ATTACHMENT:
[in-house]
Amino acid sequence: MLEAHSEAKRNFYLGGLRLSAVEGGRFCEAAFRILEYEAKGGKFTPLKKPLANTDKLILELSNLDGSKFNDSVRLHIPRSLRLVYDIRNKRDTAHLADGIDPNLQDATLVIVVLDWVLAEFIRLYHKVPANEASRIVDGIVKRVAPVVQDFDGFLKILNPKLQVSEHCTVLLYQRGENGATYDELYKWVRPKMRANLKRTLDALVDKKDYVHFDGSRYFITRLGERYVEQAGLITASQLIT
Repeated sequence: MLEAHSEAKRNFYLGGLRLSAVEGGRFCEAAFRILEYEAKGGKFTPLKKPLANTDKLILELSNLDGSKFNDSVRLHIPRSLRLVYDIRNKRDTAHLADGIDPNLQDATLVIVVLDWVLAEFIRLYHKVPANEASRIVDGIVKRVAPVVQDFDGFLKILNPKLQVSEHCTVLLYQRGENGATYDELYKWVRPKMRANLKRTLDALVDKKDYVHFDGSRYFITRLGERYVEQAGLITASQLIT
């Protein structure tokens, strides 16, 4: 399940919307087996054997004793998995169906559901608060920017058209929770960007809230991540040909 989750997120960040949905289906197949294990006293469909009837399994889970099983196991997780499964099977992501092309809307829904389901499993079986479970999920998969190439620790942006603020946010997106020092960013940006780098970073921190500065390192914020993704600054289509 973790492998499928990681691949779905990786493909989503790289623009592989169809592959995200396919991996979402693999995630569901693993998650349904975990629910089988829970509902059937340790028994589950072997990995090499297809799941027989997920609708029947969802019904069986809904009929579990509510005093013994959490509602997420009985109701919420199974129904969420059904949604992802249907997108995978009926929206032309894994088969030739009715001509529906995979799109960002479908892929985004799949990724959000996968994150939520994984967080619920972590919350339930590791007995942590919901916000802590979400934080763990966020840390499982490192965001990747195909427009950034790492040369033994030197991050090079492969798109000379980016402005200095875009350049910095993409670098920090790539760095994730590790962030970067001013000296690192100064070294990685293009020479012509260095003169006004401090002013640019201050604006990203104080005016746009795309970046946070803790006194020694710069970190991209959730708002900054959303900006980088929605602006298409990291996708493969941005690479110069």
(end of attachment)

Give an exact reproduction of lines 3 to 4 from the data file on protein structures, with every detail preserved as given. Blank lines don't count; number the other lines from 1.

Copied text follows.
Repeated sequence: MLEAHSEAKRNFYLGGLRLSAVEGGRFCEAAFRILEYEAKGGKFTPLKKPLANTDKLILELSNLDGSKFNDSVRLHIPRSLRLVYDIRNKRDTAHLADGIDPNLQDATLVIVVLDWVLAEFIRLYHKVPANEASRIVDGIVKRVAPVVQDFDGFLKILNPKLQVSEHCTVLLYQRGENGATYDELYKWVRPKMRANLKRTLDALVDKKDYVHFDGSRYFITRLGERYVEQAGLITASQLIT
């Protein structure tokens, strides 16, 4: 399940919307087996054997004793998995169906559901608060920017058209929770960007809230991540040909 989750997120960040949905289906197949294990006293469909009837399994889970099983196991997780499964099977992501092309809307829904389901499993079986479970999920998969190439620790942006603020946010997106020092960013940006780098970073921190500065390192914020993704600054289509 973790492998499928990681691949779905990786493909989503790289623009592989169809592959995200396919991996979402693999995630569901693993998650349904975990629910089988829970509902059937340790028994589950072997990995090499297809799941027989997920609708029947969802019904069986809904009929579990509510005093013994959490509602997420009985109701919420199974129904969420059904949604992802249907997108995978009926929206032309894994088969030739009715001509529906995979799109960002479908892929985004799949990724959000996968994150939520994984967080619920972590919350339930590791007995942590919901916000802590979400934080763990966020840390499982490192965001990747195909427009950034790492040369033994030197991050090079492969798109000379980016402005200095875009350049910095993409670098920090790539760095994730590790962030970067001013000296690192100064070294990685293009020479012509260095003169006004401090002013640019201050604006990203104080005016746009795309970046946070803790006194020694710069970190991209959730708002900054959303900006980088929605602006298409990291996708493969941005690479110069």